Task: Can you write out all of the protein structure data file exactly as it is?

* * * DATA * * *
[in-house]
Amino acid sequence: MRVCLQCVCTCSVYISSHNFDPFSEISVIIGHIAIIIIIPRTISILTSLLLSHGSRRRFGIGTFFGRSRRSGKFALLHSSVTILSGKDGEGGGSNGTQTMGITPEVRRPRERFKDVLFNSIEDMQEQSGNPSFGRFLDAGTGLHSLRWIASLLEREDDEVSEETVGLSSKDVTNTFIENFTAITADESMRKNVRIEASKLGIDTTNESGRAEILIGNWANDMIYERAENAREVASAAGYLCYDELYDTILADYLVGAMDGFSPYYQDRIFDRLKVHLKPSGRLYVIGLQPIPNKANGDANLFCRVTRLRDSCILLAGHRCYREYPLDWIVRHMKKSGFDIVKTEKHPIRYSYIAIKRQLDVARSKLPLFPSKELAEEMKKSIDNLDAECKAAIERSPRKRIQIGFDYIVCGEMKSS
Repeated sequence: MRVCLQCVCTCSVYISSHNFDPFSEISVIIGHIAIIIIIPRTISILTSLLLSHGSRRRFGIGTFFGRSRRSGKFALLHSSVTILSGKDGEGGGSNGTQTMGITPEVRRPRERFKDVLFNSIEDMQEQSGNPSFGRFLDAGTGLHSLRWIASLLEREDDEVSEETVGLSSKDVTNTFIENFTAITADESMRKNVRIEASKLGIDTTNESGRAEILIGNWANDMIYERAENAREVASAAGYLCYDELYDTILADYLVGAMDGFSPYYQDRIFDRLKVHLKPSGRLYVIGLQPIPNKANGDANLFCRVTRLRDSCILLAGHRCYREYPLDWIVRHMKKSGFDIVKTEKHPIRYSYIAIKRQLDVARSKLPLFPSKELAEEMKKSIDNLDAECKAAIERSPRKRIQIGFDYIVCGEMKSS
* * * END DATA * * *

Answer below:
[in-house]
Amino acid sequence: MRVCLQCVCTCSVYISSHNFDPFSEISVIIGHIAIIIIIPRTISILTSLLLSHGSRRRFGIGTFFGRSRRSGKFALLHSSVTILSGKDGEGGGSNGTQTMGITPEVRRPRERFKDVLFNSIEDMQEQSGNPSFGRFLDAGTGLHSLRWIASLLEREDDEVSEETVGLSSKDVTNTFIENFTAITADESMRKNVRIEASKLGIDTTNESGRAEILIGNWANDMIYERAENAREVASAAGYLCYDELYDTILADYLVGAMDGFSPYYQDRIFDRLKVHLKPSGRLYVIGLQPIPNKANGDANLFCRVTRLRDSCILLAGHRCYREYPLDWIVRHMKKSGFDIVKTEKHPIRYSYIAIKRQLDVARSKLPLFPSKELAEEMKKSIDNLDAECKAAIERSPRKRIQIGFDYIVCGEMKSS
Repeated sequence: MRVCLQCVCTCSVYISSHNFDPFSEISVIIGHIAIIIIIPRTISILTSLLLSHGSRRRFGIGTFFGRSRRSGKFALLHSSVTILSGKDGEGGGSNGTQTMGITPEVRRPRERFKDVLFNSIEDMQEQSGNPSFGRFLDAGTGLHSLRWIASLLEREDDEVSEETVGLSSKDVTNTFIENFTAITADESMRKNVRIEASKLGIDTTNESGRAEILIGNWANDMIYERAENAREVASAAGYLCYDELYDTILADYLVGAMDGFSPYYQDRIFDRLKVHLKPSGRLYVIGLQPIPNKANGDANLFCRVTRLRDSCILLAGHRCYREYPLDWIVRHMKKSGFDIVKTEKHPIRYSYIAIKRQLDVARSKLPLFPSKELAEEMKKSIDNLDAECKAAIERSPRKRIQIGFDYIVCGEMKSS